Tell us about your musical development. When did you begin certain instruments and what prompted you to choose certain instruments to learn?
I was 4 years old when I started taking piano lessons. I actually got into music because of my older brother. I wanted to do everything like him, so once he started piano, I had to get started as well. From there, I fell in love then did all kinds of musical activities growing up. In middle school I joined the band and played clarinet. In high school, I played clarinet in the concert and marching bands, and then decided to go into college for music education. During my college years I really wanted to learn more instruments, so I joined several ensembles and played percussion, brass and woodwinds. Now I just try it all!
What is your typical process for working with a new student?
New students are lots of fun. I like to get to know them right away and discuss why they want to learn the instrument they chose, and then we jump right in. I also like to set goals so that teacher and student are always on the same page.
What education or training do you have?
I have my bachelor's in instrumental music education from Middle Tennessee State University. I also have public teaching experience from Indianapolis Public Schools and informal teaching experience from many years of private lessons and marching band activities in Tennessee, North Carolina, Ohio, Indiana, Pennsylvania, and Texas.
Are there any instruments that you would like to learn in the future?
Actually, I have always wanted to learn how to play the harp. It is such a beautiful and angelic instrument. Very prestigious in my opinion and just awing.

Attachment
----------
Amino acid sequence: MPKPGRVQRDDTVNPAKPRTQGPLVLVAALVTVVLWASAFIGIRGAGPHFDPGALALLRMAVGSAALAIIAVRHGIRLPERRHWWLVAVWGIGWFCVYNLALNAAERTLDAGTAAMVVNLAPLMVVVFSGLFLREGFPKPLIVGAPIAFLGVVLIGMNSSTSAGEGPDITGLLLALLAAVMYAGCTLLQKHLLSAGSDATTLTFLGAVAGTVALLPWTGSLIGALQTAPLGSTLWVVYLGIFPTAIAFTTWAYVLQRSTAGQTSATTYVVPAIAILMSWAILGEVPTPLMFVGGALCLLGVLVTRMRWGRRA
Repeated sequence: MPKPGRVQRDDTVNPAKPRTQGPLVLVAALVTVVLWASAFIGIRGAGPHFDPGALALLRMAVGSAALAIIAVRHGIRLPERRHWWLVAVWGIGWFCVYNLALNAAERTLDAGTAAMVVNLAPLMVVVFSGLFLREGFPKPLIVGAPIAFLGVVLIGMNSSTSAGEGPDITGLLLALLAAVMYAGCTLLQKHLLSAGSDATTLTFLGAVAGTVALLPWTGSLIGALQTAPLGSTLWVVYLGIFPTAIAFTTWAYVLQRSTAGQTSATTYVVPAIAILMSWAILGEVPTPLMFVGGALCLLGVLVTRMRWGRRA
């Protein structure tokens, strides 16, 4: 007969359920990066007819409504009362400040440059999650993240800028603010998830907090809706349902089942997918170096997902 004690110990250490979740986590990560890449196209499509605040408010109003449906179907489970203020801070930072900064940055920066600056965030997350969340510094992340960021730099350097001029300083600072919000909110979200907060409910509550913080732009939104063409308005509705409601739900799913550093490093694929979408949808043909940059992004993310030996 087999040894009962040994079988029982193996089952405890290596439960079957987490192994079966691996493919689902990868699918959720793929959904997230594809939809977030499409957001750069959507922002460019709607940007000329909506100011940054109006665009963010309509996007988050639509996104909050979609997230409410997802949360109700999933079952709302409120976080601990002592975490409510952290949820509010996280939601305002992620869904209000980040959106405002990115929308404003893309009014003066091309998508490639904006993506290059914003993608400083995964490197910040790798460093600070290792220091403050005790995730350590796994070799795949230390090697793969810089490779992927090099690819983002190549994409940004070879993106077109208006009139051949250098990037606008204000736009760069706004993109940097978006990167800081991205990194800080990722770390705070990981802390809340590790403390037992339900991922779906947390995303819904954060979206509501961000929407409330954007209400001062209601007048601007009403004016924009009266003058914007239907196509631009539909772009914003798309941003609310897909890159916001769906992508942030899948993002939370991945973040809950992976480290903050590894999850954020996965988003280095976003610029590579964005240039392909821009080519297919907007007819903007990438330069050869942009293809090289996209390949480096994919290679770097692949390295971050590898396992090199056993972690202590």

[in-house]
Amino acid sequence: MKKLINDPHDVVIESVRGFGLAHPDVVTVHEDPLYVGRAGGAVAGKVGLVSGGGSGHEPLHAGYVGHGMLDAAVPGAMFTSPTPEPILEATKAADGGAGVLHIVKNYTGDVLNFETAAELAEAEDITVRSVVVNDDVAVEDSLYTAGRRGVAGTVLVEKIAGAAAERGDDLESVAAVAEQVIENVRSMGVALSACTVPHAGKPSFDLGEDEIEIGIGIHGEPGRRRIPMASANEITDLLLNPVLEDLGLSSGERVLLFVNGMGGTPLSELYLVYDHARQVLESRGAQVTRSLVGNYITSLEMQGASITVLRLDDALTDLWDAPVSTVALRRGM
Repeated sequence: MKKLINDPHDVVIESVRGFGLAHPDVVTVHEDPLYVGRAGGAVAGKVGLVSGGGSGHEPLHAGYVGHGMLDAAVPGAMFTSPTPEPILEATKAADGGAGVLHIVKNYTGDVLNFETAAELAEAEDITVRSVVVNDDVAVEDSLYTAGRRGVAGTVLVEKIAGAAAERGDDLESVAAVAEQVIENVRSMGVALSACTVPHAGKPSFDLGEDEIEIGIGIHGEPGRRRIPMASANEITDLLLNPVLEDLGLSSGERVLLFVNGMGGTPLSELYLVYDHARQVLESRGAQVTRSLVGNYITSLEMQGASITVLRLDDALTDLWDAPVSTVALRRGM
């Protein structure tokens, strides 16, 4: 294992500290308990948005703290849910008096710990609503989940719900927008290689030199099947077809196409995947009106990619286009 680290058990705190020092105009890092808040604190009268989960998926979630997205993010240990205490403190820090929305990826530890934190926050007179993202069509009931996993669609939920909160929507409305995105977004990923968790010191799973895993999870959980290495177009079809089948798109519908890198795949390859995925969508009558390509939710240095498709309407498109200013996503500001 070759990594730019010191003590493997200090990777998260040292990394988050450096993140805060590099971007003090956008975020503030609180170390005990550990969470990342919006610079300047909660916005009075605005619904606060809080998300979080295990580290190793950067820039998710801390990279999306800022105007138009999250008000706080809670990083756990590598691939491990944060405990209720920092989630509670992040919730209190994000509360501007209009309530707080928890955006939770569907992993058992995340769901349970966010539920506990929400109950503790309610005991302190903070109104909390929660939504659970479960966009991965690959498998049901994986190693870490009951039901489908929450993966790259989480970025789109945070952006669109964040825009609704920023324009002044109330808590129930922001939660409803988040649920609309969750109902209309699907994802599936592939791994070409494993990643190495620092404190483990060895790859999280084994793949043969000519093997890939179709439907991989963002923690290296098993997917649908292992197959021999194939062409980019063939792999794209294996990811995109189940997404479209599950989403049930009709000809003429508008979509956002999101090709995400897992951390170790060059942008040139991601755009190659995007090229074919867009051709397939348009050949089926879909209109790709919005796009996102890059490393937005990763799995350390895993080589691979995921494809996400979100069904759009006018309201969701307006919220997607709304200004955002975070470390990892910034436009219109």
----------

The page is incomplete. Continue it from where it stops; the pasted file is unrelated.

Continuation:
When and how did you make your decision to become a music teacher?
I was a sophomore in high school when I decided teaching music was for me. People always say, "If you love your job, you'll never work a day in your life." It's true!
What are some tips or advice you’d give to people who would like to learn a musical instrument?
Go for it! It's never too late to learn a new instrument. Music is also such a beneficial aspect of human life and development, so whether you're 3 or 93, learning an instrument can do no harm!
What about tips for beginning students? How long or how often should a new student practice?
I always advise at least 10 minutes every day, depending on a student's age. You know, younger students have shorter attention spans and can only handle so much at a time. Older or adult students can practice as much as they want. The biggest point for me to make here is that EVERY DAY you should invest some time in your instrument. It's like working out, or dieting. You can't just choose one or two days a week to focus on it and see results. It has to be daily.
Music Lessons of Indianapolis
5703 S. East Street,
Indianapolis Indiana 46227